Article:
On the street, the word is that Rhys was shot in gang's 'initiation ritual'

Despite the arrest of five teenagers yesterday, two of them girls, the search for clues goes on. Tony Thompson reports
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The Independent Online

Police were yesterday investigating the theory that Rhys Jones, the 11-year-old boy shot dead on Wednesday, may have been the victim of an initiation or blooding ritual where rival gangs fire guns across each other's territory in lethal shows of strength.

The theory suggests that Rhys's killer could have been firing randomly rather than targeting the boy who had no obvious links to the local gang culture.

Police arrested a further six teenagers yesterday, including two girls, bringing the total number arrested to nine. Two have been released on police bail; seven remain in custody. But detectives are still battling against the public's fear of the gunmen, and pleaded for witnesses to come forward.

The pleas, in the main, fell on deaf ears. Few of the local youth, potential witnesses to the killing, had much to offer when Chief Superintendent Chris Armitt said residents of Croxteth must examine their consciences and take a stand against the killer of the 11-year-old and against gang culture.

His plea came as Jacqui Smith, the Home Secretary, yesterday announced plans to allow people who knew where firearms were hidden, or who were holding them for a relative or friend, to come forward without revealing their identity.

Although the death of Rhys Jones has shocked the nation, for locals it was simply the latest in a series of escalating incidents involving two gangs known locally as the Nogzy and the Crocky. In the words of one prosecutor, it is another example of the "mindless indiscriminate violence that is a feature of the rivalry between the Croxteth Crew and the Strand Gang".

Police confirmed that they were investigating possible connections between the killing and the murder of a leading member of the Strand Gang, called Smigger. Liam "Smigger" Smith, from the Norris Green area of Liverpool, was laid to rest last summer. Almost all the shops and pubs along the processional route closed down for the day and children at a local primary school were kept inside during playtime. Youths paraded along the pavements wearing ski caps and T-shirts with "Smigger, Nogzy Soldier" printed on them. One supermarket that elected to remain open during the procession took the precaution of hiring four security guards to stand outside during the event.

Smigger was killed by a member of a rival gang in the same district that Rhys died last week. Rhys had been playing football with friends in the car park of the Fir Tree pub and was making his way home when a teenage gunman on a BMX bike opened fire. As Rhys bled to death he was cradled by his mother, Melanie, 41, who rushed to the scene from the family home just a few hundred yards away.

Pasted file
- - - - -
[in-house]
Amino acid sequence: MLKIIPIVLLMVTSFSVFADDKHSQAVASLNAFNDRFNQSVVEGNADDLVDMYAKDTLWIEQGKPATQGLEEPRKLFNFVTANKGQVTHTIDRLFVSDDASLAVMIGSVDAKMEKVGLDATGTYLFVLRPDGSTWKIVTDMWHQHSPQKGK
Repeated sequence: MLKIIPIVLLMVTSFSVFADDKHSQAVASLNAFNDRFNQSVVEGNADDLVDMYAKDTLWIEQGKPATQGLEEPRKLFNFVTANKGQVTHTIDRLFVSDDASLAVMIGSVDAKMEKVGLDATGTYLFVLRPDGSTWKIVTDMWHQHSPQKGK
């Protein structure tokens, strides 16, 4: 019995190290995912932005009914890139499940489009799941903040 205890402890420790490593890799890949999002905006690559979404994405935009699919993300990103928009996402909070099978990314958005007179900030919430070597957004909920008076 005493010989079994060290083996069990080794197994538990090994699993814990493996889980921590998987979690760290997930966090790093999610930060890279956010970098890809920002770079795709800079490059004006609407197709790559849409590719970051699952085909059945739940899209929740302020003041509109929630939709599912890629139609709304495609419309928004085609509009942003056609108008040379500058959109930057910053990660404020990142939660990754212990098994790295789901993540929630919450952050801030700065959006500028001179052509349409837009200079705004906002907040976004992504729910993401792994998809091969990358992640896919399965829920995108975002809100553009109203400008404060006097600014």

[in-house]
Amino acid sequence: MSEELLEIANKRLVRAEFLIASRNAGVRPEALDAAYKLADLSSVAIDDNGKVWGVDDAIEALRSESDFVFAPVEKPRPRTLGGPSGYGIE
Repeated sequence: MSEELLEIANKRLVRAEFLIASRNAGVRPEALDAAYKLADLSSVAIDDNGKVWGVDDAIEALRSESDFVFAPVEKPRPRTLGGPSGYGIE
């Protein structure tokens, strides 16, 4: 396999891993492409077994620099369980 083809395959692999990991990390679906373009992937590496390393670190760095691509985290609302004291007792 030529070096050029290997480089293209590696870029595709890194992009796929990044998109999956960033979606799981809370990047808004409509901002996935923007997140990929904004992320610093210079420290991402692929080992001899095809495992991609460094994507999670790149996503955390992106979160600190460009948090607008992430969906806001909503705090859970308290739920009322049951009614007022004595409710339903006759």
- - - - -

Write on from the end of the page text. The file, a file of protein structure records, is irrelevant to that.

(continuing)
Like many of the self-styled gangs in towns and cities around the UK, the Nogzy and the Crocky have a presence on the internet site YouTube, using videos to show off their collections of guns, vicious dogs and their ability to race and wreck stolen cars. One film begins with a shot of the street sign, identifying the gang's turf, then moves to show a teenager brandishing a heavy weapon, sawn-off shotgun and a quantity of ammunition. Police confirm that some of the weapons they have recovered in raids are those that have been featured in the videos.

A dispute between the gangs erupted for reasons unknown in the summer of 2004. Since then there have been at least 17 incidents in which gang members have fired guns at one another, as well as a further 70 incidents of criminal damage, many involving cars or motorbikes being shot to pieces or windows being blown out.

Police fear that the legacy of this tit-for-tat violence claimed Rhys Jones. Detective Superintendent David Kelly, the senior investigating officer, said that the bike-riding teenage killer emerged at the back of the Fir Tree pub from a nearby estate. The boy, thought to be between 13 and 15, cycled at the back of the pub for a few minutes before firing three bullets in Rhys's direction – one of which passed through his neck.

Despite extensive searches and the existence of CCTV footage, the detective said officers have not yet established the killer's exact position in the car park when he fired the three bullets. He would not confirm the suggestion that some CCTV cameras weren't working on the night of the murder. In a direct appeal to the killer's family and friends, Det Supt Kelly added: "Somebody out there is very close to the killer. Somebody knows him and knows what he's done."